While they can occur as part of the condition, they have been particularly been associated with use of dopamine agonists and should lead to alteration of therapy if they emerge (Marques et al, 2018).

Motor complications is the umbrella term for a range of issues that arise with dopaminergic therapies after the first few years. At initial diagnosis, levodopa/carbidopa three times per day can cover the day very well in most patients, but over time problems arise with ‘wearing off’ between doses, failed ‘on’ effect with some doses, dyskinesia, sudden ‘off’ fluctuations.

Initially, adjusting the number, dose and times of doses can be effective, but eventually these motor complications are an indication for a device-assisted therapy (Timpka et al, 2017). The three typical options currently available are deep brain stimulation, apomorphine (a dopamine agonist) in a subcutaneous infusion pump and levodopa/carbidopa intestinal gel delivered via pump through a jejunostomy.

The choice of approach is mostly determined by patient factors and suitability (for example, apomorphine may be a good choice where dyskinesia is a prominent issue, and a poor choice where hallucinations and sleep disturbance are established problems).

A new development this year is the availability of foslevodopa/foscarbidopa through a subcutanoues infusion pump, which provides the option for a levodopa-based device-assisted therapy without the need for a permanent jejunostomy (Soileau et al, 2022).

Management of non-motor features
Over time, many patients find that the non-motor features of their condition become the most intrusive aspect. Careful review is needed to correctly identify and quantify the issues affecting a particular patient, and an individualised approach is required to ensure optimal management (Schapira et al, 2017). Typically, these symptoms are exacerbated by motor treatments and can interact with each other.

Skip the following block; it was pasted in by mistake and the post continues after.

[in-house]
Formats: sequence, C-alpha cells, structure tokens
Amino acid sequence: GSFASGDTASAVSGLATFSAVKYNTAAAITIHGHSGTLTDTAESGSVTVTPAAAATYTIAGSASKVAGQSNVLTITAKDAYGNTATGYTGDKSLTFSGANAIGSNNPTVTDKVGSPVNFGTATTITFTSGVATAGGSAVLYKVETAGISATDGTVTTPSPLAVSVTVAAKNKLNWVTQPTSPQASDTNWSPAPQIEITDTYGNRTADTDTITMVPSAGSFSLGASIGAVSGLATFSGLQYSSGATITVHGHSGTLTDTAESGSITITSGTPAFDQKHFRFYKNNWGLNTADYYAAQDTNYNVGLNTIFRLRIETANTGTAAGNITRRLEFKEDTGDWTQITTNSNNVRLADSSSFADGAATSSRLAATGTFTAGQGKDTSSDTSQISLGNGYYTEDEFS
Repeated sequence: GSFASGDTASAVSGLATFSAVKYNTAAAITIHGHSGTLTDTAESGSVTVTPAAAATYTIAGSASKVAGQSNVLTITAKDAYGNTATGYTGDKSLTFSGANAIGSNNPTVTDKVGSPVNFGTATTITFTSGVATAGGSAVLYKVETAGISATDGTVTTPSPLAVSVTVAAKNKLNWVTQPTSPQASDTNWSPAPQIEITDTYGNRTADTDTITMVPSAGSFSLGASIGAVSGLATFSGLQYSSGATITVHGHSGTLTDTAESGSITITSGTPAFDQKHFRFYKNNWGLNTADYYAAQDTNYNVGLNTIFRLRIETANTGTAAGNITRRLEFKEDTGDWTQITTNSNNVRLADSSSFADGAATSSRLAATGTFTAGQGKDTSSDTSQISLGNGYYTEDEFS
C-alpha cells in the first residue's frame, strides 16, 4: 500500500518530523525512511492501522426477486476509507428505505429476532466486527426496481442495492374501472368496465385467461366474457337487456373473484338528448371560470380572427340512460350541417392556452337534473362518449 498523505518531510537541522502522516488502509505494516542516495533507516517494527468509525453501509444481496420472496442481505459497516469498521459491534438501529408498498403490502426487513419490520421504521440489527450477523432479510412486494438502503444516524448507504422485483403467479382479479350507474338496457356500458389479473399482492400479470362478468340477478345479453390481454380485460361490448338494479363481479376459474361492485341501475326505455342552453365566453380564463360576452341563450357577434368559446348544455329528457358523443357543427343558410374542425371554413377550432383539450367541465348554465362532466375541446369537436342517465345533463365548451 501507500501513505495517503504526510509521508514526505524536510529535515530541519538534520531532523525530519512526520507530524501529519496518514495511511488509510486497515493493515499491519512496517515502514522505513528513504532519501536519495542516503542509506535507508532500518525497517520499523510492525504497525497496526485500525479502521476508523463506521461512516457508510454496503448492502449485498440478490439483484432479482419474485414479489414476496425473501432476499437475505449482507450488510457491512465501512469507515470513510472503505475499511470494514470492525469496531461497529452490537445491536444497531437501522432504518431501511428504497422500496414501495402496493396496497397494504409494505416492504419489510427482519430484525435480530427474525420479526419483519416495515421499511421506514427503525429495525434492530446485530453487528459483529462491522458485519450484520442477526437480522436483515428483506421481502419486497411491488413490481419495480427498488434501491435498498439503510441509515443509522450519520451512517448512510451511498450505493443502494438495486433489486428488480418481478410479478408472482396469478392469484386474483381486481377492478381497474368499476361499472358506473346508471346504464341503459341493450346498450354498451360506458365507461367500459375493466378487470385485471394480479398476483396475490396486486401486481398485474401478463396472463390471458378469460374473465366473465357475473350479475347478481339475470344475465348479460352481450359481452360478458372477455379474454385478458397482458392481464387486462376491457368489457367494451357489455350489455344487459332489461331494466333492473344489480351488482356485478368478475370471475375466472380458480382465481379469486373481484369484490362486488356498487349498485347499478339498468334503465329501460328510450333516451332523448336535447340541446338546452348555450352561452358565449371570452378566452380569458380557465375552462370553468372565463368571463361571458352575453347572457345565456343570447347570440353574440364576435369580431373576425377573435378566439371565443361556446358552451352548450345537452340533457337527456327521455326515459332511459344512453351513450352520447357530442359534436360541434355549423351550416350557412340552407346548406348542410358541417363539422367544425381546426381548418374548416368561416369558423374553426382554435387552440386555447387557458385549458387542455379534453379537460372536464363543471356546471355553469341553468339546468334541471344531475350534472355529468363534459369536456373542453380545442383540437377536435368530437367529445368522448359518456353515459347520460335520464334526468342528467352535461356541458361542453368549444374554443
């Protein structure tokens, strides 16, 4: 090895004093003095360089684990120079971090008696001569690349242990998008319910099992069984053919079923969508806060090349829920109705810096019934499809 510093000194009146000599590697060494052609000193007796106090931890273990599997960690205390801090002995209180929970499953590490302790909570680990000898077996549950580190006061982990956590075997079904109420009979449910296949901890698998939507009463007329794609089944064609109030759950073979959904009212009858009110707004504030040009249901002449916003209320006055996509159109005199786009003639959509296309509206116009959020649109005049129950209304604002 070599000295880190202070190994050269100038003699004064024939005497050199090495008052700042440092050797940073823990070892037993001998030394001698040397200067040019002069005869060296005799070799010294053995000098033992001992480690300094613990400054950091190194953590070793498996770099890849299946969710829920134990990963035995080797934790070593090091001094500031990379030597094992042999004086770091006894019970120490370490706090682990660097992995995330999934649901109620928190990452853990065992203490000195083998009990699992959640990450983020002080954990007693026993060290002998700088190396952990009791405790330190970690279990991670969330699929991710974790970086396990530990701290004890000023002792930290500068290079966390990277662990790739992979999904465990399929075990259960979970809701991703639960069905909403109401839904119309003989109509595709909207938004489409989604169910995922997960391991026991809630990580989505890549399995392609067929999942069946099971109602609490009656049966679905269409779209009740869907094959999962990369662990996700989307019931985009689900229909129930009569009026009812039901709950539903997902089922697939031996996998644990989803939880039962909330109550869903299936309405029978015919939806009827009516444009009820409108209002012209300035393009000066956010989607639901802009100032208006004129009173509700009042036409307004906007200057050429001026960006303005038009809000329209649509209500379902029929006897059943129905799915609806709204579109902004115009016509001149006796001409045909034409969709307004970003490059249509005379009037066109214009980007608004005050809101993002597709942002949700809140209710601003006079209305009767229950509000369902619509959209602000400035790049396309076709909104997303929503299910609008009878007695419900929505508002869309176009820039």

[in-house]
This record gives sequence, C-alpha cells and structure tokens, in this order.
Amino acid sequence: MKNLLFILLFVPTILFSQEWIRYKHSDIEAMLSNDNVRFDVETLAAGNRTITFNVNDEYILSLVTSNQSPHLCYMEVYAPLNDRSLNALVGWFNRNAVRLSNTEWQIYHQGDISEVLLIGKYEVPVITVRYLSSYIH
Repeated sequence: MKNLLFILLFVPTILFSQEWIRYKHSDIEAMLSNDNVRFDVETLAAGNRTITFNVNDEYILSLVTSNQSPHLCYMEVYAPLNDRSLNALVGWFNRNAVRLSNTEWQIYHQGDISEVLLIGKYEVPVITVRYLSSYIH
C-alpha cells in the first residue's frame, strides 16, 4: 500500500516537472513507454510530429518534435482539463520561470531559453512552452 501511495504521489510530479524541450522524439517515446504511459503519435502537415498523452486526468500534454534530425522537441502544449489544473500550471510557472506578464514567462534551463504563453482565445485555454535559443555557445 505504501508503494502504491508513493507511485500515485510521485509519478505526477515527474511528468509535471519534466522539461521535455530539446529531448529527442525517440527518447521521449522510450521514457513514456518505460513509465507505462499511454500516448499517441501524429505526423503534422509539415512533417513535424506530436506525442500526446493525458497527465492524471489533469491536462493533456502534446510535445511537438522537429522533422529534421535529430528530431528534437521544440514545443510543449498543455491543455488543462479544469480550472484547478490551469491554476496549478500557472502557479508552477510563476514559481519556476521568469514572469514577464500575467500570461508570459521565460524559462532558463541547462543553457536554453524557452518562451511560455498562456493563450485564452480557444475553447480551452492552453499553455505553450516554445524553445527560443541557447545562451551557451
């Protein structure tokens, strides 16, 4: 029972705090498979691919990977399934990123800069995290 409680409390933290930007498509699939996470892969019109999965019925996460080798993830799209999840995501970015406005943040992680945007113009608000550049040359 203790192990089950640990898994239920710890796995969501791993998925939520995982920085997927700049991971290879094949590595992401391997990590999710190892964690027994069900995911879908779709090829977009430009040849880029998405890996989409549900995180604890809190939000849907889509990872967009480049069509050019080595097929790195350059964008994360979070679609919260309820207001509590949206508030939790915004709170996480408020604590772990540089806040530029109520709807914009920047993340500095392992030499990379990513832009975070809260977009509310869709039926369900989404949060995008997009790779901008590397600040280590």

For example, patients with bladder urgency may choose to limit their fluid intake, resulting in worsening of their orthostatic hypotension and constipation. Rivastigmine, a preferred agent for cognitive impairment, has a specific tendency to exacerbate orthostatic hypotension (Espay AJ et al, 2019).

Dopamine agonists, useful for their prolonged 24-hour effect, commonly exacerbate hallucinations and daytime somnolence. Specific agents have been licenced or are preferred for use in the setting of PD, for example the cholinesterase inhibitor rivastigmine for cognition (Sun C et al, 2021), the atypical neuroleptic pimavenserin for hallucinations (Rissardo et al, 2022), dual mechanism antidepressants such as the SNRI venlafaxine for mood (Prange et al, 2022).

Future developments
Many of the recent advances in PD management revolve around improved delivery systems for established therapeutic agents. A good example of this has been the development of levodopa/carbidopa intestinal gel and more recently subcutaneous prolevodopa/procarbidopa infusion therapy. Similarly, the electrodes deployed in DBS have become more advanced over time, allowing significant post-insertion modulation of stimulation effect to achieve best outcomes.

There are ongoing randomised trials of potential disease-modifying therapies and it is expected that, similar to Alzheimer’s Disease, we are not far from the point of seeing agents that can affect the pathology of the disease (as seen on functional imaging, CSF studies etc.), with demonstration of meaningful clinical effects hopefully to follow. Other areas of active research and development include improved accuracy of diagnosis, improved case ascertainment, improved patient self-management and self-monitoring of symptoms.

The importance of an MDT approach to PD management cannot be overstated. Patients require ongoing access to a range of overlapping specialist services with needs changing over time. Voluntary organisations such as Early Onset Parkinson’s Disease Ireland (EOPD.ie), Parkinson’s Ireland, and the Neurological Alliance of Ireland play an important role in supporting patients and kin, highlighting PD nationally, advocating for services with funders.

Priority areas for development nationally should include improved capacity to allow new assessment and return review at appropriate intervals across the country, universal access to specialist nursing services, access to therapy and rehabilitation services appropriate to life and disease stage, and systems to support self-management. imt_end6.jpg

Further reading
Please also read Dr Ray O’Connor’s article on Parkinson’s Disease from our April 9, 2024 newsletter on the topic.